Let’s get ready to rumble, Marsha Norman and Frank Rich!

A healthy fight emerged about the power of critics in the modern theater on a NY Times blog a week or so ago.

In this corner, Marsha “Night Mother” Norman!

And in this corner, Frank “Butcher of Broadway” Rich!

(I’ll refrain from telling you what color trunks they were wearing and what they were weighing in at.)

My feeling about critics today?

They’re like aging mob bosses.  They had huge amounts of power at one point, but that power and influence is waning.  The FEDs have got them in their sights.  And some of them are just acting crazy in order to get insanity defenses.

Even though their fedoras are fading, unfortunately, there will always be some people that these ex-Godfathers can extort.

My advice?  If what you’re fighting for is popular in your “neighborhood” then hold your ground.  Stick.  And don’t let them scare you.  Eventually they’ll go off and bother somebody else.

Remember (especially when you get a bad review), there’s a new newspaper every day.

But be careful.  There is a new Dapper Don in town.

Who is he?


The user is the Ben Brantley of tomorrow.  Pay very special attention to your User Reviews.

  • Agreed about User Reviews. I’m always interested in what regular people think of everything from shoes to books to theater. I can’t tell you how many times I’ve ended up not buying a book with a great editorial review because of a lot of bad user reviews and vice versa.

  • BT says:

    Holy Moly. There are 35 responses so far in their “discussion”, and most of them are quite lengthy.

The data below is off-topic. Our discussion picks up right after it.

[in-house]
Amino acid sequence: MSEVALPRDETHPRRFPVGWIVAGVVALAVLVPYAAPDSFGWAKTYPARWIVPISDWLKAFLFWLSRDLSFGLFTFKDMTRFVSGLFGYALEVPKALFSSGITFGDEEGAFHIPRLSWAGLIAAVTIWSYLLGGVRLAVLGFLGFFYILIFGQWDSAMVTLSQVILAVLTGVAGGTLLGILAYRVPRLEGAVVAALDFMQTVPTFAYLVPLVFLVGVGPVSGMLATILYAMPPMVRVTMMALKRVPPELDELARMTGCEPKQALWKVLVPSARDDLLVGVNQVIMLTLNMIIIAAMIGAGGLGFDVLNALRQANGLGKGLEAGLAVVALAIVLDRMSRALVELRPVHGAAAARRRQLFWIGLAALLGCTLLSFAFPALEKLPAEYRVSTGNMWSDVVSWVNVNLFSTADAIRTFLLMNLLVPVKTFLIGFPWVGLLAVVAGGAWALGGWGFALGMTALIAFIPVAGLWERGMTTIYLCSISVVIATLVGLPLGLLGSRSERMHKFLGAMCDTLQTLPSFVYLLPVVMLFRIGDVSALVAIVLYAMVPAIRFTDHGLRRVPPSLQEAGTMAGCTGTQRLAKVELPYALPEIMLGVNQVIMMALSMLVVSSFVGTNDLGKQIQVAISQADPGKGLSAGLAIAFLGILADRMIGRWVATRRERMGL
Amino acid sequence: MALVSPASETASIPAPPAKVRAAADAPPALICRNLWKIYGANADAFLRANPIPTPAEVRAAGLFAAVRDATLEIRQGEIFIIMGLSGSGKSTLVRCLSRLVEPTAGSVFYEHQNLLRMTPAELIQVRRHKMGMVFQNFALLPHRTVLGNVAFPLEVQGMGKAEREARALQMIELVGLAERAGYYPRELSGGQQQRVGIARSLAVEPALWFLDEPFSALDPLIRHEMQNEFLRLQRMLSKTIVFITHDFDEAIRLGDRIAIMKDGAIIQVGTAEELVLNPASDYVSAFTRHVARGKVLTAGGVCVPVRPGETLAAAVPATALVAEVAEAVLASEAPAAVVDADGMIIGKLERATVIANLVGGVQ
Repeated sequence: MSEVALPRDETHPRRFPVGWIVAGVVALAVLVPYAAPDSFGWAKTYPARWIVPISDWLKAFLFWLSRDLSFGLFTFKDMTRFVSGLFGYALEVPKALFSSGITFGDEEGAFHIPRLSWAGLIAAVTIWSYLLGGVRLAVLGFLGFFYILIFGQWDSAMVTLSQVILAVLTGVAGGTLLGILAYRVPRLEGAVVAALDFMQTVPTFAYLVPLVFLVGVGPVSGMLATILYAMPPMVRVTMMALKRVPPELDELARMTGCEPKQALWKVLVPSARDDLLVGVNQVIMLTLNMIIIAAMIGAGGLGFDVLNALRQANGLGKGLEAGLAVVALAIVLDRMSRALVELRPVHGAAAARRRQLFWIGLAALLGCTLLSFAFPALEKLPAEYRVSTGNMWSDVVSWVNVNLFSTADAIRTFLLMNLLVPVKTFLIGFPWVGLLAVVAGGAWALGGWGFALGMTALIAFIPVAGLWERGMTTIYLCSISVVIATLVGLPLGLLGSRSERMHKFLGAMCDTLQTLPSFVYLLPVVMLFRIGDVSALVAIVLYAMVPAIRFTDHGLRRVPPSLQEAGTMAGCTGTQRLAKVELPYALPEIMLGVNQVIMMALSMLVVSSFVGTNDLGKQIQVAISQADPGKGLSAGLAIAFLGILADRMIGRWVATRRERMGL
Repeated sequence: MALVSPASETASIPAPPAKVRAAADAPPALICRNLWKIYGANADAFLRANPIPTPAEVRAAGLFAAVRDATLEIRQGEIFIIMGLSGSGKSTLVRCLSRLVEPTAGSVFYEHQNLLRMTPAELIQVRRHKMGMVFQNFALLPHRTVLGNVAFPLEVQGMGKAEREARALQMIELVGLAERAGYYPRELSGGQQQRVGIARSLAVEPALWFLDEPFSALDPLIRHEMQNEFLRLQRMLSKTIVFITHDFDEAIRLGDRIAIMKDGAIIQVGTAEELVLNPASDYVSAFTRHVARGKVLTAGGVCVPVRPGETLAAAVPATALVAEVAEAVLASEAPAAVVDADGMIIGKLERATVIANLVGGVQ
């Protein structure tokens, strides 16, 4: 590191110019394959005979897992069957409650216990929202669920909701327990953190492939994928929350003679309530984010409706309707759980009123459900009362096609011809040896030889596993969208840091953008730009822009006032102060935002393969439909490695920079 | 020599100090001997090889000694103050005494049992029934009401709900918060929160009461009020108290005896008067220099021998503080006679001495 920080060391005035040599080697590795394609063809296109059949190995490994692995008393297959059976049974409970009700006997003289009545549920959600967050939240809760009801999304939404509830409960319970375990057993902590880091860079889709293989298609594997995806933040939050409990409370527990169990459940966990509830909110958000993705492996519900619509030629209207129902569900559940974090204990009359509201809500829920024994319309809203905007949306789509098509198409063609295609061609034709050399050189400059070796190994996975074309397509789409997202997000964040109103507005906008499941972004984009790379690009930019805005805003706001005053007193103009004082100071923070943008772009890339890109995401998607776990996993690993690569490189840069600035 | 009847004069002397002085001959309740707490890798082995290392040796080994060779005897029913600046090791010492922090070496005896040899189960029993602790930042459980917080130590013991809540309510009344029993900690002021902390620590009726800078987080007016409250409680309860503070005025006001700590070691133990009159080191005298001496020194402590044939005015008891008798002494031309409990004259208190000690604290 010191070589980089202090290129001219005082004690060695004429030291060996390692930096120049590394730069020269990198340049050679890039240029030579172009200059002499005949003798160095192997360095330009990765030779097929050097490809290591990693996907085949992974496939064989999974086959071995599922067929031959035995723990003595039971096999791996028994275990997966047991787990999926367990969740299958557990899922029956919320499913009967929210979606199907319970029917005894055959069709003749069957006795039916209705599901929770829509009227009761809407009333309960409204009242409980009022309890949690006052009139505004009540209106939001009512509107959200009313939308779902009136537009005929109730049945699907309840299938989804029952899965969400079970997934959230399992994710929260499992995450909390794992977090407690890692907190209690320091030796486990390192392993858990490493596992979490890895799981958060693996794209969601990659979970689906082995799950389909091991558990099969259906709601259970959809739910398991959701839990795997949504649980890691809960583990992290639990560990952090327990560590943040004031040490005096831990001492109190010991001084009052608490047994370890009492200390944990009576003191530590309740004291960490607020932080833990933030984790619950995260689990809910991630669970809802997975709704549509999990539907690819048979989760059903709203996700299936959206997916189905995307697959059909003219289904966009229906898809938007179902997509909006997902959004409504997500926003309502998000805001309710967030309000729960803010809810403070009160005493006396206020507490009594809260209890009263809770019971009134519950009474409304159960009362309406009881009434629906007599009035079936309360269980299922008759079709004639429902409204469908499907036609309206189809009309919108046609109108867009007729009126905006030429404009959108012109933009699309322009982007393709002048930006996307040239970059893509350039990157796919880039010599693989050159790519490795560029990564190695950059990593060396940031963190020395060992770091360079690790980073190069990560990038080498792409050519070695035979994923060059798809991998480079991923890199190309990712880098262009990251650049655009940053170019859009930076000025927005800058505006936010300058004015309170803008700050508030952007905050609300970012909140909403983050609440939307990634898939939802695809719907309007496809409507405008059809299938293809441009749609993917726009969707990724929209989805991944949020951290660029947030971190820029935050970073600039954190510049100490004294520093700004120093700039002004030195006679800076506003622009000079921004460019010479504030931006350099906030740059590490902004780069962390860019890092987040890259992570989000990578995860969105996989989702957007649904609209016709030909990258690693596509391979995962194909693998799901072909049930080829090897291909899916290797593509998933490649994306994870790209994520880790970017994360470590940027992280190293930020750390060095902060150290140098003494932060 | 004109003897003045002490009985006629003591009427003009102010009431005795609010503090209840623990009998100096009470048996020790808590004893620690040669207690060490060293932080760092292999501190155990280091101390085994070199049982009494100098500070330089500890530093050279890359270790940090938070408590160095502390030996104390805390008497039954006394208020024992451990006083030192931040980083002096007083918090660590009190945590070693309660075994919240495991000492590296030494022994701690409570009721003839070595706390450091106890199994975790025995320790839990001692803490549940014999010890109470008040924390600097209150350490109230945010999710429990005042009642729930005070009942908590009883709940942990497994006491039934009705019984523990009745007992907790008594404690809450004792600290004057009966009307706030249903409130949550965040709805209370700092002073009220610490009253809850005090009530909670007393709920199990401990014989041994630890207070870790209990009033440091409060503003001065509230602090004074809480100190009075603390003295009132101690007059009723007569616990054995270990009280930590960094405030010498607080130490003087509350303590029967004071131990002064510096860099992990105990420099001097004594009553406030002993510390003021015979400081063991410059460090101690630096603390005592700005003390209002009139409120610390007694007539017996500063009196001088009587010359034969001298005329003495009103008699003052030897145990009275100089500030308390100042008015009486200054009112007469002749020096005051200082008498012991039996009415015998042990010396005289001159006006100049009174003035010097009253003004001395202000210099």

That says something. Exactly what, I’m not sure. I don’t have the time to spend there, I am busy working on creating other things.
    BUT yes, if someone(s) take(s) the time to track down and make a post about your show, you definitely should listen to the them.
    It’s interesting to think – a HUGE chunk of the Broadway audience is comprised of tourists. I promise you most of them don’t read the NY Times.

  • George Frankley says:

    User reviews should certainly be read, but they have the same problem as with a lot of voluntary online surveys—the information you’re getting is only about the types of people who’ll go out of their way to write reviews. These will tend to be people who are highly involved with theater (like critics, maybe not representative of the theatergoing public) or people who really really liked or disliked something. I suspect if you were to pool everything written about Wicked on the internet, and read twenty randomly-selected writings, you wouldn’t be much closer to a useful unbiased evaluation than if you read professional criticism. Will you perhaps respond that I should only be drawing entries from messageboards established as being reliable? That logic is the rationale for having professional critics in the first place.

Leave a Reply to George Frankley Cancel reply

Your email address will not be published. Required fields are marked *